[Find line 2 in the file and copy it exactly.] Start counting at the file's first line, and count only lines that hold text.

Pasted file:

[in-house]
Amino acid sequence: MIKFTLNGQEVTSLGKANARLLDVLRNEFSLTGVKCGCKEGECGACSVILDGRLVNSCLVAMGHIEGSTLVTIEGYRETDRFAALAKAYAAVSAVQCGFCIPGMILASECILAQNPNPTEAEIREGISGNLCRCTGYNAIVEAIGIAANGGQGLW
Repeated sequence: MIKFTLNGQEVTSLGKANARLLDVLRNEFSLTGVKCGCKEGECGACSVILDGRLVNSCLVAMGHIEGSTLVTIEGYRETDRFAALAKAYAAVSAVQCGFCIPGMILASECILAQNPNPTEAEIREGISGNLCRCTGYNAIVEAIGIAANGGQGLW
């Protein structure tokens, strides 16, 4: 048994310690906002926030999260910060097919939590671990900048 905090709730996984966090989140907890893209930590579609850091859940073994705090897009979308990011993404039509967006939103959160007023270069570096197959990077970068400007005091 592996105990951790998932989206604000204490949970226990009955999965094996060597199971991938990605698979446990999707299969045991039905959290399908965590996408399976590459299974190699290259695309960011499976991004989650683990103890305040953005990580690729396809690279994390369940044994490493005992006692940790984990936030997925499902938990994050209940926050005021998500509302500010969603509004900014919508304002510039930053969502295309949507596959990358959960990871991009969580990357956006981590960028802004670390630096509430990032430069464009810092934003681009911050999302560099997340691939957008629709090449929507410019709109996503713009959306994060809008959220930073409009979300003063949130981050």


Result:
Amino acid sequence: MIKFTLNGQEVTSLGKANARLLDVLRNEFSLTGVKCGCKEGECGACSVILDGRLVNSCLVAMGHIEGSTLVTIEGYRETDRFAALAKAYAAVSAVQCGFCIPGMILASECILAQNPNPTEAEIREGISGNLCRCTGYNAIVEAIGIAANGGQGLW